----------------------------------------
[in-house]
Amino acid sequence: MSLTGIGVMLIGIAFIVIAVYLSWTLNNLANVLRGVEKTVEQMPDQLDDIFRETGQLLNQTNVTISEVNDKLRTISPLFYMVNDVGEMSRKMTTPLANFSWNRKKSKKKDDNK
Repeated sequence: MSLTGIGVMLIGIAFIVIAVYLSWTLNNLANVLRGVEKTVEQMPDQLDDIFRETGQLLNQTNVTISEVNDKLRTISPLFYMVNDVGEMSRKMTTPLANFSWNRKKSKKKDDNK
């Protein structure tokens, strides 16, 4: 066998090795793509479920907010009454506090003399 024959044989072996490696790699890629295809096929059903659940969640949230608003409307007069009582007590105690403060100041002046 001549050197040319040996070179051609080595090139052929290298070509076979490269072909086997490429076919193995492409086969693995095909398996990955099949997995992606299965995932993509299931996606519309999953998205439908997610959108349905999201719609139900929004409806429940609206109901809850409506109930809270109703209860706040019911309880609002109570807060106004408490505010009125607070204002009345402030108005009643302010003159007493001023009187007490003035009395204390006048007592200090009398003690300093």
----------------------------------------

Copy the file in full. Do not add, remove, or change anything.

[in-house]
Amino acid sequence: MSLTGIGVMLIGIAFIVIAVYLSWTLNNLANVLRGVEKTVEQMPDQLDDIFRETGQLLNQTNVTISEVNDKLRTISPLFYMVNDVGEMSRKMTTPLANFSWNRKKSKKKDDNK
Repeated sequence: MSLTGIGVMLIGIAFIVIAVYLSWTLNNLANVLRGVEKTVEQMPDQLDDIFRETGQLLNQTNVTISEVNDKLRTISPLFYMVNDVGEMSRKMTTPLANFSWNRKKSKKKDDNK
């Protein structure tokens, strides 16, 4: 066998090795793509479920907010009454506090003399 024959044989072996490696790699890629295809096929059903659940969640949230608003409307007069009582007590105690403060100041002046 001549050197040319040996070179051609080595090139052929290298070509076979490269072909086997490429076919193995492409086969693995095909398996990955099949997995992606299965995932993509299931996606519309999953998205439908997610959108349905999201719609139900929004409806429940609206109901809850409506109930809270109703209860706040019911309880609002109570807060106004408490505010009125607070204002009345402030108005009643302010003159007493001023009187007490003035009395204390006048007592200090009398003690300093």